The Onaqui benchmark makes for a great late spring or early fall hike because of it's lower elevation relative to some of the other peaks in the area.
-There are 2 USGS Markers that were placed on this peak in 1938 (picture shown left).
-No register was found at this Benchmark. Please let me know if one is found or placed.
- If you are driving west through Grantsville, Ut on Main Street you will be looking directly at the Onaqui BM.
-There is a pretty good cairn at the top with the wooden remians of some sort of small tower or flag pole holder.
West Canyon Trail head
From Salt Lake
Go west on I-80 and take exit 99. Go south on Hwy 36 towards Tooele/Stansbury for 3 miles to a traffic light. Turn right at the light onto Hwy 138. After about 9 miles Hwy 138 becomes Main Street in Grantsville. Continue to the west side of Grantsville on Main Street. As you drive through town you should be able to see the Onaqui BM directly in front of you. On the west side of town Main Street ends as it curves to the North becoming Hwy 138 again. About 1/4 mile after the curve turn left onto a deteriorating paved road with a sign pointing you to West Canyon. After a mile or so the road becomes a well graded gravel road and progressively becomes rockier and rutted out in the middle section. The road is passable with a 2wd vehicle if taken slowly. The trailhead is about 5 miles from Hwy 138. Most of the dirt road is access through private land so please be respectful. There is one gate that you will need to open. Make sure you close it behind you so the cows don't end up in town.
RouteWest Canyon Saddle and ridge
Trail head to summit (one way)- 5.3 miles; 3900 total elevation gain; 845 elevation loss.
0.0 Miles - ATV 2 track Trail starts at trail-head parking - Class 1
2.3 Miles - Left turn onto hiking trail. - Class 1
3.0 Miles - Saddle and start of ridge (minor scrambling) - Class 1 and 2
5.3 Miles - High point - Win
Ridgeline leading to Onaqui BM. Deseret Peak and N&S Willow in background.
The trail starts out as a nice two-track ATV trail (which very infrequently has ATV and Motorbikes on it). This trail follows the West Canyon drainage for about 2 miles. Near the end of the ATV trail there is a hiking trail that continues up a left hand fork of the end of the canyon. Because this trail is only hiked by a handful of people each year, it starts out pretty well defined but can be difficult to see in places. Keep your eyes up for the large saddle on the south west end of the ridge line in front of you and head that direction. You will eventually find the trail again. If not you can easily hike up to the saddle without the trail. From this saddle you get the first really amazing views. On a good day you can see Pilot Peak in Nevada off in the distance to the west as well as almost all of the major ranges in northwestern Utah. One of the best views of Deseret Peak (the high point of the Stansbury Mountains and Tooele County) can be seen from this saddle.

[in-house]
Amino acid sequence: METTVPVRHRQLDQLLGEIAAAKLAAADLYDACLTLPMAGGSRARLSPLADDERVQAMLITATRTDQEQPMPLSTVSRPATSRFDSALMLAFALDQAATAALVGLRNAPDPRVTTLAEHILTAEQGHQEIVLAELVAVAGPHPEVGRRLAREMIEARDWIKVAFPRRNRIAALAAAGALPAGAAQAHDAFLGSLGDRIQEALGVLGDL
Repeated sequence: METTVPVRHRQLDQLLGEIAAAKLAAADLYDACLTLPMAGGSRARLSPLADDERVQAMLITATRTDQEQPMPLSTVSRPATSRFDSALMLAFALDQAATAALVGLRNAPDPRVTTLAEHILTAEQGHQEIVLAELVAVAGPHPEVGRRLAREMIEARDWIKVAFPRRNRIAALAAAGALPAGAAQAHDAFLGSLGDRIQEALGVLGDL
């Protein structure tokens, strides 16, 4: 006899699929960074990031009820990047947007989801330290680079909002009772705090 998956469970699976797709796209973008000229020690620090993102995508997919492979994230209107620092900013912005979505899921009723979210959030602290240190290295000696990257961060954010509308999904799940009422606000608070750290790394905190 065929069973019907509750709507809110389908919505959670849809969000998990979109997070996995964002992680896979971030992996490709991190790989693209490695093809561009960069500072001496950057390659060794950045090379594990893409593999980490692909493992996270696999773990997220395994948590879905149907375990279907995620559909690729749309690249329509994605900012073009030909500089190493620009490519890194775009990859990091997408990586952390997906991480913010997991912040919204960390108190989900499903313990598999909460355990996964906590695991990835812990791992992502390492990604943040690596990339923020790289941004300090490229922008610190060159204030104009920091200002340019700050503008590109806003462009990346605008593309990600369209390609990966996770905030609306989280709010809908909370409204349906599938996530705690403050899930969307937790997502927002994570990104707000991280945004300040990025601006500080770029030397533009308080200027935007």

Cairn at the summit.
From the saddle look up and to the North. This ridge line can be taken all the way to the high point. There are about 4 good sized sub peaks all with 50-200 feet of prominence on the way. Most of this is easy class 2 scrambling. There might be a few spots of class 3 but can all be easily circumvented with the most basic of route-finding skills. There is no trail past the saddle.
On the way down you can take a drainage leading down from the saddle between sub-peak 8904 and the last stretch of ridge line to the high point. The brush can get pretty thick in places. It is roughly 4 miles from the peak down to the trail head using this shortcut. The other bonus is not having to go back up and over any of the sub-peaks.
Trail head: -112.5729220, 40.5918120
Turn-off from ATV trail: -112.6080400,40.5886120,
West Canyon Saddle: -112.6133880, 40.5821990
High point: -112.6152190, 40.6026040
Saddle for shortcut down: -112.6187590, 40.5940210
No red tape - this entire hike is on Public Lands.
When to Climb
Best would be late spring or early fall. Because of the lower elevation (comparative to other peaks in the area) and large amount of exposed ridgeline hiking it could be a brutal hike in July/Aug.
West Canyon does not have any official campsites. Camping can probably be done although finding a spot without sagebrush or rocks might be tricky. Campsites can be found to the south off of the Mormon Trail Highway up some of the other canyons in the Stansbury Range (N. Willow, S. Willow, Davenport, etc.) There is also a campground at the Grantsville Reservoir to the south. There is lots of public land in this area where camping is available.
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